The story of how Alexander was written was told to his friend, Renald Wolf, who recounted it in the Theatre article. Wrote Wolf, “the greater portion of the song was written in ten minutes, and in the offices of the music publishing firm Waterson, Berlin, and Snyder (then known as Ted Snyder Co., Inc.), while five or six pianos and as many vocalists where making bedlam with songs of the day.” He continued:

Berlin was not impressed by it when the melody first came to him. In fact, after playing over a few times on the piano, he did not take the trouble to note the melody on paper. He might never have completed the song had it not been for a trip to Palm Beach, Florida which months later he arranged to take with Jean Schwartz and Jack M. Welch. Just before train time he went to his offices to look over his manuscripts in order to leave the best of them for publication during his absence. Among his papers he found a memorandum referring to Alexander, and after considerable reflection he recalled its strains. Largely for the lack of anything better with which to kill time, he sat at the piano and completed the song.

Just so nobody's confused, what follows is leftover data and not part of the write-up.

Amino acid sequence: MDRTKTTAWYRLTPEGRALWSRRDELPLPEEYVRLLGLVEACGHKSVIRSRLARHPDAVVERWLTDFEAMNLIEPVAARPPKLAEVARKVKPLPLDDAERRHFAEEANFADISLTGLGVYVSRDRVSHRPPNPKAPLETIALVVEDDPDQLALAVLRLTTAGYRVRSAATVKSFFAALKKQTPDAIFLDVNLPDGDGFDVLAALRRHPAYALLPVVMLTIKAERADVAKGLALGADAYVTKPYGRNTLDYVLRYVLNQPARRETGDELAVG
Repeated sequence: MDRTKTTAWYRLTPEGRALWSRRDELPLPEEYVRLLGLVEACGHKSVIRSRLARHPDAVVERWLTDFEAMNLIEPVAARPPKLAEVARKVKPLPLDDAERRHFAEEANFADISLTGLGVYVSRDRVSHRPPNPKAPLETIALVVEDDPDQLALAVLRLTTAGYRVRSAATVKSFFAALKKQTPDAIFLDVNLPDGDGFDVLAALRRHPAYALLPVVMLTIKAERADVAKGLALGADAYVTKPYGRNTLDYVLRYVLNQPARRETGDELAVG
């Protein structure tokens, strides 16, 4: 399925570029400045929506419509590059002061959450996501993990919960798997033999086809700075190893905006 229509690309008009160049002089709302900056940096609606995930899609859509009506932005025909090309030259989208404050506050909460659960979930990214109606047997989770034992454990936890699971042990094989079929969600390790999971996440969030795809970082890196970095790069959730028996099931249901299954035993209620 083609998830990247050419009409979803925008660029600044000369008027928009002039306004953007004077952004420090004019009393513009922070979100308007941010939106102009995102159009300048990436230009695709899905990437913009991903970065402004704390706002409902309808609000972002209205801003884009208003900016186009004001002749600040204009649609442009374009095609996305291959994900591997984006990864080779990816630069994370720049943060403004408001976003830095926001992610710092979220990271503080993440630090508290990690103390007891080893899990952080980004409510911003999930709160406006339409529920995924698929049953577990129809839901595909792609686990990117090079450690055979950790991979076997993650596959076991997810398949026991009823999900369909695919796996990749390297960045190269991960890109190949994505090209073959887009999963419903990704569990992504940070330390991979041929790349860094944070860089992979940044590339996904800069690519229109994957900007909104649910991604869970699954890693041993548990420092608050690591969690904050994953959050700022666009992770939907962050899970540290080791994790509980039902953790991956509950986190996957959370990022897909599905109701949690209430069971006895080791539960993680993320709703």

Later in the preface Berlin explains that he originally wrote the melody, in 1910, as an instrumental piece. It was intended to be his first instrumental song, a common form for a ragtime song to be published in. However, he noted that,

“No one liked it in that form so I set a lyric to it. It then lay on the shelf for some time as everyone thought the chorus was too long and the range to large for the ordinary voice. However, Emma Carus liked the song and introduced it in Chicago. It was a big hit for her and before long many other vaudeville acts were singing it.”

The song’s popularity was far-reaching.

I took my first trip abroad in 1912 and was delighted to hear it whistled by a newsboy as I stepped off the train at the station in London. I soon realized how big a hit “Alexander” was in England. Within a year or so it became an international song hit and was translated in almost every known language.

Much has been written about the fact that Alexander’s Ragtime Band is not itself an example of the ragtime musical idiom. It is a march. However, it was so infectious and popular that it helped, by association, to revive interest in ragtime which had evidently been waning in popularity since Scott Joplin’s heyday at the turn of the century.